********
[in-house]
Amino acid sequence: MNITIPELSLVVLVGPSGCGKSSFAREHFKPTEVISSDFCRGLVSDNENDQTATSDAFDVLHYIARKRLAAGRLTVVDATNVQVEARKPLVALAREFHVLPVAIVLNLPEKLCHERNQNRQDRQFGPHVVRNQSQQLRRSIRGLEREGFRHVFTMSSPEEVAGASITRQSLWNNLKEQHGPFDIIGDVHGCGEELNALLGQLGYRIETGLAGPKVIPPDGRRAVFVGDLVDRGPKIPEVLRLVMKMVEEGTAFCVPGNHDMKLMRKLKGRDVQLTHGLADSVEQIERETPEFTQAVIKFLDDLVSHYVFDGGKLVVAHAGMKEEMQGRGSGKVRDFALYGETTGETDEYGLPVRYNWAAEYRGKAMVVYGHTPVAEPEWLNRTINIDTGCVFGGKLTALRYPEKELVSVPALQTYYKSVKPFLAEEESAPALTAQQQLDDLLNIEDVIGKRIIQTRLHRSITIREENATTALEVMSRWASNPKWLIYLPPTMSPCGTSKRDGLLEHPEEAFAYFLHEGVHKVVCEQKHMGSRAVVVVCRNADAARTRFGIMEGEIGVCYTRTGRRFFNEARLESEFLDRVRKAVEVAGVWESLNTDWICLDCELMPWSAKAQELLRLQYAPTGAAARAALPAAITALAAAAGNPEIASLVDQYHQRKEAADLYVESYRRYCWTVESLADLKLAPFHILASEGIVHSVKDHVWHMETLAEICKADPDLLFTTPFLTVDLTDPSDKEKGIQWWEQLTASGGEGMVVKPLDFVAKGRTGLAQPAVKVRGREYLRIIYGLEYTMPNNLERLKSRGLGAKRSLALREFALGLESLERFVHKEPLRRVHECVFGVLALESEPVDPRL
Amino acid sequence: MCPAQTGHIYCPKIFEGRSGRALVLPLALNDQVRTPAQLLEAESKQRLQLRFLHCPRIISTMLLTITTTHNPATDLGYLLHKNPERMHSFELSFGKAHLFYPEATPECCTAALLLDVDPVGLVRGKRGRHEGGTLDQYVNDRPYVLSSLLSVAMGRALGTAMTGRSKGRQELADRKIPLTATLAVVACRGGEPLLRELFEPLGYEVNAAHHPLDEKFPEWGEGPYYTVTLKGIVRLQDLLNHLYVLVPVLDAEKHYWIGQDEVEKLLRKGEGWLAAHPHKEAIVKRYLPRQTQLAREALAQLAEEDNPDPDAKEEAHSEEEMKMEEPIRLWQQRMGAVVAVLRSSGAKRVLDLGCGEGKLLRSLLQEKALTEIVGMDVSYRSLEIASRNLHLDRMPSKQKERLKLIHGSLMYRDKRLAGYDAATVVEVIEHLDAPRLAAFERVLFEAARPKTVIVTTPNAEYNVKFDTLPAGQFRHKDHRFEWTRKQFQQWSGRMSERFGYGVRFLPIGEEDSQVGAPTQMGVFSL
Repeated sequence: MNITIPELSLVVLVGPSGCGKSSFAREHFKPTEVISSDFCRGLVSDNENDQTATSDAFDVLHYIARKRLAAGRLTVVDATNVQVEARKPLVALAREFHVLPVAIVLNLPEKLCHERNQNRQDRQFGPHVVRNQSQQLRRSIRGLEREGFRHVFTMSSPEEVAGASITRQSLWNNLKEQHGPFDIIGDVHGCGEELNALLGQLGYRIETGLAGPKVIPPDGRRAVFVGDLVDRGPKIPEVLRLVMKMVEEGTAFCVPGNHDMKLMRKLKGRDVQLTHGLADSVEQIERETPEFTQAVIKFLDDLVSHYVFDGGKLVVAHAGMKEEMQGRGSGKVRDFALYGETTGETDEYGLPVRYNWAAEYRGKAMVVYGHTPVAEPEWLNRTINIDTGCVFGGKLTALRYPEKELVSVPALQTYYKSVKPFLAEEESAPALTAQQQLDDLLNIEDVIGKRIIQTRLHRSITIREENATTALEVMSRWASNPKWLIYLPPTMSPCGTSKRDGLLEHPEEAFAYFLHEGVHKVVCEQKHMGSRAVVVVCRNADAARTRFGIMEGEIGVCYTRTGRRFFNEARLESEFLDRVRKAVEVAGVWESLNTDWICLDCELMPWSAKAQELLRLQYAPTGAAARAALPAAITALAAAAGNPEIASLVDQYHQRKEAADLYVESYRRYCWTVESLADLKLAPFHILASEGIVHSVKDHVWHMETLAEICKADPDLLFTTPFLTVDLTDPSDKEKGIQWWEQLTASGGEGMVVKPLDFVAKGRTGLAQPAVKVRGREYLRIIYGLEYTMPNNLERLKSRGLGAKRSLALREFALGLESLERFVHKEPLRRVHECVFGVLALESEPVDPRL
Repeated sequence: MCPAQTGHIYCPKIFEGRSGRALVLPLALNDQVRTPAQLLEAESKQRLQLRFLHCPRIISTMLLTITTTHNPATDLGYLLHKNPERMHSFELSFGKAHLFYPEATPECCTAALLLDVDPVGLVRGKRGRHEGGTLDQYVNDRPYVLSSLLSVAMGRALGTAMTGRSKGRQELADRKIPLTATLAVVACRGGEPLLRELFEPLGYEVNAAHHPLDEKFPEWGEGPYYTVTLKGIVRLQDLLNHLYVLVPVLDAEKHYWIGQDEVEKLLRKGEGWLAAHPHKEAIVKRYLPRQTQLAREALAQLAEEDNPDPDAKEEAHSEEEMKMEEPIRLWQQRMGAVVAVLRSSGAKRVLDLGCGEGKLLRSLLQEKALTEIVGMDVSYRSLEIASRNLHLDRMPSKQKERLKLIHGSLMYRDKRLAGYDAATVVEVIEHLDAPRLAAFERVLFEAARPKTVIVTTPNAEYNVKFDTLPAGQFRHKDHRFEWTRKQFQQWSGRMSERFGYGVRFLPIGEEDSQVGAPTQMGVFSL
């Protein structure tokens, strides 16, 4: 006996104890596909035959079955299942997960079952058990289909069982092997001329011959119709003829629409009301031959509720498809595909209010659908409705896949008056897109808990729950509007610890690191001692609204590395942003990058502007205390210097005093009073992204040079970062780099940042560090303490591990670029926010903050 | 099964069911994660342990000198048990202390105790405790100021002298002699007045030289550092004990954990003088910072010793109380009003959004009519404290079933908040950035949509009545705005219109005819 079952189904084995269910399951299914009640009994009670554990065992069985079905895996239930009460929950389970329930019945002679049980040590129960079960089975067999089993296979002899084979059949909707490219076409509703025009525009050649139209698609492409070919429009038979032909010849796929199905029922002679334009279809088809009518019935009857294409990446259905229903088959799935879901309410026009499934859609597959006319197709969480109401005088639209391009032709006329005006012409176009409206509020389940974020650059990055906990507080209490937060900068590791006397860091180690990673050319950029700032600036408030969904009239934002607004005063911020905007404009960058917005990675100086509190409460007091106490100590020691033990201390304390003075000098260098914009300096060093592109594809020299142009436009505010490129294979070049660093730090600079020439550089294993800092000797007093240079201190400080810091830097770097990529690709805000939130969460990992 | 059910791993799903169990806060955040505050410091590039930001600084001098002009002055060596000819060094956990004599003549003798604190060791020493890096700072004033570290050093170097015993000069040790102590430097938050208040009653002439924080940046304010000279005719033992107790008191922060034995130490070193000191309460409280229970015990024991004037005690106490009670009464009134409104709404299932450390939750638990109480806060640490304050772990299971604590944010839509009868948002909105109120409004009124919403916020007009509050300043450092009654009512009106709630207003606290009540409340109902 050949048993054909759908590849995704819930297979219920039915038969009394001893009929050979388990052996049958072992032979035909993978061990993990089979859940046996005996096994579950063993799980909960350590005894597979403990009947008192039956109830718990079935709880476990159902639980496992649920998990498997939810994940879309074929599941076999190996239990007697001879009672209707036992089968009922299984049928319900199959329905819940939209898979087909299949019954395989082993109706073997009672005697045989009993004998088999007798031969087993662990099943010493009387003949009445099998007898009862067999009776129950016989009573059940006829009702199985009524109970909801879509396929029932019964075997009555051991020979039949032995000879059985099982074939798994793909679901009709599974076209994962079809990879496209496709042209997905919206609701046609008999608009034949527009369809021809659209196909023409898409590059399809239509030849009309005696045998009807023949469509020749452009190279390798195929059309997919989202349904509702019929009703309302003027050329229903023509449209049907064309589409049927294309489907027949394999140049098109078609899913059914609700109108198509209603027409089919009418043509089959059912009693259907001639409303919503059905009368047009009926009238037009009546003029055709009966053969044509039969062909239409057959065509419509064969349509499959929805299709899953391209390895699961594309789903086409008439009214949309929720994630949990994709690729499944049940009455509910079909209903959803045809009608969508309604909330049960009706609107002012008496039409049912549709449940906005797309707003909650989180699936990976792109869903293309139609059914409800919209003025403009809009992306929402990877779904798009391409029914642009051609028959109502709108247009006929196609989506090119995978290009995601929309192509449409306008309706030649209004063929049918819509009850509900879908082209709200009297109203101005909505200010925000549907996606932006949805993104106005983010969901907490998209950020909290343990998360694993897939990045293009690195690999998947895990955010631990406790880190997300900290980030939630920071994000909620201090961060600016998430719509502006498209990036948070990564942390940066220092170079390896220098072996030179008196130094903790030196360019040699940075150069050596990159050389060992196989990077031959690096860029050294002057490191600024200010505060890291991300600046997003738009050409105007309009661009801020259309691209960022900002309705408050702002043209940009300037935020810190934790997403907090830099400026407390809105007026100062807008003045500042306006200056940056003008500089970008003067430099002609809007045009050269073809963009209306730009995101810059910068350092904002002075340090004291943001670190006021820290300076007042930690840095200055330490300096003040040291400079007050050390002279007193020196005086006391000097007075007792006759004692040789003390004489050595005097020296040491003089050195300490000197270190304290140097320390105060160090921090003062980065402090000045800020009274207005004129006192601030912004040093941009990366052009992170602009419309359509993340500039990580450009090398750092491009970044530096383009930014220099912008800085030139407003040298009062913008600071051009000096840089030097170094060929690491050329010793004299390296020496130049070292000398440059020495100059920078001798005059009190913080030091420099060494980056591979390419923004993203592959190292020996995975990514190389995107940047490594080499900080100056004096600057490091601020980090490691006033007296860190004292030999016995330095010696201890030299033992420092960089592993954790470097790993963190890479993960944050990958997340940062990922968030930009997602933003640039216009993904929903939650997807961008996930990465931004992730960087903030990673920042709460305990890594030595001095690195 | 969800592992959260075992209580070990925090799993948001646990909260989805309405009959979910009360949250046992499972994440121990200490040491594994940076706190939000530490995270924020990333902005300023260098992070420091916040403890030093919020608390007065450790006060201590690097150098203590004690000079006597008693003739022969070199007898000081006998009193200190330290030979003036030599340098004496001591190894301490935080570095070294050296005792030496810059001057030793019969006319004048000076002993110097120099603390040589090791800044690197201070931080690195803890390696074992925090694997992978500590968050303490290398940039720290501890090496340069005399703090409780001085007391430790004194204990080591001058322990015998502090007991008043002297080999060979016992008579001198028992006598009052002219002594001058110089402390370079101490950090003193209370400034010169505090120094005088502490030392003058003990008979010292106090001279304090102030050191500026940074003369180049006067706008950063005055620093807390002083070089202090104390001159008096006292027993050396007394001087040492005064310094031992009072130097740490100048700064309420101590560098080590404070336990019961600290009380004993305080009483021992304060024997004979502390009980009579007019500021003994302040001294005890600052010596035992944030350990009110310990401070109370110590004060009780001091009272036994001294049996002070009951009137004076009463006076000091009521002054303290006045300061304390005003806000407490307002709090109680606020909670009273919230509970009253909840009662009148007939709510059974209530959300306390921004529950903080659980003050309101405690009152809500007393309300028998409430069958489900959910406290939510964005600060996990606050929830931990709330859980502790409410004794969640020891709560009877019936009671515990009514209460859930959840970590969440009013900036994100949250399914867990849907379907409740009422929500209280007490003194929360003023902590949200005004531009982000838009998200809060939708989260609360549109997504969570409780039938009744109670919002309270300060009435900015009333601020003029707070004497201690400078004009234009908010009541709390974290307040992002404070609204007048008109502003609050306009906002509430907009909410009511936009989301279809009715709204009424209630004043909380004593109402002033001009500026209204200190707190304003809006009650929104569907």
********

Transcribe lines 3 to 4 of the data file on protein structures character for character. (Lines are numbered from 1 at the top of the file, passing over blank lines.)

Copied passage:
Amino acid sequence: MCPAQTGHIYCPKIFEGRSGRALVLPLALNDQVRTPAQLLEAESKQRLQLRFLHCPRIISTMLLTITTTHNPATDLGYLLHKNPERMHSFELSFGKAHLFYPEATPECCTAALLLDVDPVGLVRGKRGRHEGGTLDQYVNDRPYVLSSLLSVAMGRALGTAMTGRSKGRQELADRKIPLTATLAVVACRGGEPLLRELFEPLGYEVNAAHHPLDEKFPEWGEGPYYTVTLKGIVRLQDLLNHLYVLVPVLDAEKHYWIGQDEVEKLLRKGEGWLAAHPHKEAIVKRYLPRQTQLAREALAQLAEEDNPDPDAKEEAHSEEEMKMEEPIRLWQQRMGAVVAVLRSSGAKRVLDLGCGEGKLLRSLLQEKALTEIVGMDVSYRSLEIASRNLHLDRMPSKQKERLKLIHGSLMYRDKRLAGYDAATVVEVIEHLDAPRLAAFERVLFEAARPKTVIVTTPNAEYNVKFDTLPAGQFRHKDHRFEWTRKQFQQWSGRMSERFGYGVRFLPIGEEDSQVGAPTQMGVFSL
Repeated sequence: MNITIPELSLVVLVGPSGCGKSSFAREHFKPTEVISSDFCRGLVSDNENDQTATSDAFDVLHYIARKRLAAGRLTVVDATNVQVEARKPLVALAREFHVLPVAIVLNLPEKLCHERNQNRQDRQFGPHVVRNQSQQLRRSIRGLEREGFRHVFTMSSPEEVAGASITRQSLWNNLKEQHGPFDIIGDVHGCGEELNALLGQLGYRIETGLAGPKVIPPDGRRAVFVGDLVDRGPKIPEVLRLVMKMVEEGTAFCVPGNHDMKLMRKLKGRDVQLTHGLADSVEQIERETPEFTQAVIKFLDDLVSHYVFDGGKLVVAHAGMKEEMQGRGSGKVRDFALYGETTGETDEYGLPVRYNWAAEYRGKAMVVYGHTPVAEPEWLNRTINIDTGCVFGGKLTALRYPEKELVSVPALQTYYKSVKPFLAEEESAPALTAQQQLDDLLNIEDVIGKRIIQTRLHRSITIREENATTALEVMSRWASNPKWLIYLPPTMSPCGTSKRDGLLEHPEEAFAYFLHEGVHKVVCEQKHMGSRAVVVVCRNADAARTRFGIMEGEIGVCYTRTGRRFFNEARLESEFLDRVRKAVEVAGVWESLNTDWICLDCELMPWSAKAQELLRLQYAPTGAAARAALPAAITALAAAAGNPEIASLVDQYHQRKEAADLYVESYRRYCWTVESLADLKLAPFHILASEGIVHSVKDHVWHMETLAEICKADPDLLFTTPFLTVDLTDPSDKEKGIQWWEQLTASGGEGMVVKPLDFVAKGRTGLAQPAVKVRGREYLRIIYGLEYTMPNNLERLKSRGLGAKRSLALREFALGLESLERFVHKEPLRRVHECVFGVLALESEPVDPRL